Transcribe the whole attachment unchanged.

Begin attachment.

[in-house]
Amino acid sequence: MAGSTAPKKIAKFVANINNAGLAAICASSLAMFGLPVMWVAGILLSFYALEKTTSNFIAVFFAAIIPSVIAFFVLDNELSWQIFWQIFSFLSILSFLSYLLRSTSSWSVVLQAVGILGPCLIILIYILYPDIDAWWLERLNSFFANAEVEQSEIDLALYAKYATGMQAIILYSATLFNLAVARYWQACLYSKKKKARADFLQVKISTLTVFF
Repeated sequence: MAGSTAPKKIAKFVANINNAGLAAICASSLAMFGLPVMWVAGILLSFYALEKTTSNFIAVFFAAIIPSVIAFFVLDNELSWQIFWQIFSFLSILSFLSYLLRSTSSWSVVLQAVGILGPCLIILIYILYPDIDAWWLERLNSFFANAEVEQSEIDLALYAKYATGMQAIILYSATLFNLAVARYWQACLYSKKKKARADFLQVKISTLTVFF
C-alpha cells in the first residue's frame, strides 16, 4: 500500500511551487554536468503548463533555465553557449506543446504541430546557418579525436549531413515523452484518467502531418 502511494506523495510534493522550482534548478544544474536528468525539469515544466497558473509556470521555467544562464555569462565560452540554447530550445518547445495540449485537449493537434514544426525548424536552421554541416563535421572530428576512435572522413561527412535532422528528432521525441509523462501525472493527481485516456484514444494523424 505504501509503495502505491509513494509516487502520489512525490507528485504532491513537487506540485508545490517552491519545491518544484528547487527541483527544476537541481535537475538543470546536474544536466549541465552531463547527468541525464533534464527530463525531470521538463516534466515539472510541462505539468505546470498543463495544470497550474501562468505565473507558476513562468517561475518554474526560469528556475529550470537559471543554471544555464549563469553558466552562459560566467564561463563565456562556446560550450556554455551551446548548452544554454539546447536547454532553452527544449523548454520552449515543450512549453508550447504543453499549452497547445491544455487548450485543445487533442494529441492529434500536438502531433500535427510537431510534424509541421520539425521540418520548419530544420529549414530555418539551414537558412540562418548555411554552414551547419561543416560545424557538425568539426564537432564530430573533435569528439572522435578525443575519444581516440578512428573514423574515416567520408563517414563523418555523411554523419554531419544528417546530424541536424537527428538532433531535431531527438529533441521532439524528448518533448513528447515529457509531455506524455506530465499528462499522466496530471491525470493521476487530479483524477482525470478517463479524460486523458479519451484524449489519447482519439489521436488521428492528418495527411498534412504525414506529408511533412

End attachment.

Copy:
[in-house]
Amino acid sequence: MAGSTAPKKIAKFVANINNAGLAAICASSLAMFGLPVMWVAGILLSFYALEKTTSNFIAVFFAAIIPSVIAFFVLDNELSWQIFWQIFSFLSILSFLSYLLRSTSSWSVVLQAVGILGPCLIILIYILYPDIDAWWLERLNSFFANAEVEQSEIDLALYAKYATGMQAIILYSATLFNLAVARYWQACLYSKKKKARADFLQVKISTLTVFF
Repeated sequence: MAGSTAPKKIAKFVANINNAGLAAICASSLAMFGLPVMWVAGILLSFYALEKTTSNFIAVFFAAIIPSVIAFFVLDNELSWQIFWQIFSFLSILSFLSYLLRSTSSWSVVLQAVGILGPCLIILIYILYPDIDAWWLERLNSFFANAEVEQSEIDLALYAKYATGMQAIILYSATLFNLAVARYWQACLYSKKKKARADFLQVKISTLTVFF
C-alpha cells in the first residue's frame, strides 16, 4: 500500500511551487554536468503548463533555465553557449506543446504541430546557418579525436549531413515523452484518467502531418 502511494506523495510534493522550482534548478544544474536528468525539469515544466497558473509556470521555467544562464555569462565560452540554447530550445518547445495540449485537449493537434514544426525548424536552421554541416563535421572530428576512435572522413561527412535532422528528432521525441509523462501525472493527481485516456484514444494523424 505504501509503495502505491509513494509516487502520489512525490507528485504532491513537487506540485508545490517552491519545491518544484528547487527541483527544476537541481535537475538543470546536474544536466549541465552531463547527468541525464533534464527530463525531470521538463516534466515539472510541462505539468505546470498543463495544470497550474501562468505565473507558476513562468517561475518554474526560469528556475529550470537559471543554471544555464549563469553558466552562459560566467564561463563565456562556446560550450556554455551551446548548452544554454539546447536547454532553452527544449523548454520552449515543450512549453508550447504543453499549452497547445491544455487548450485543445487533442494529441492529434500536438502531433500535427510537431510534424509541421520539425521540418520548419530544420529549414530555418539551414537558412540562418548555411554552414551547419561543416560545424557538425568539426564537432564530430573533435569528439572522435578525443575519444581516440578512428573514423574515416567520408563517414563523418555523411554523419554531419544528417546530424541536424537527428538532433531535431531527438529533441521532439524528448518533448513528447515529457509531455506524455506530465499528462499522466496530471491525470493521476487530479483524477482525470478517463479524460486523458479519451484524449489519447482519439489521436488521428492528418495527411498534412504525414506529408511533412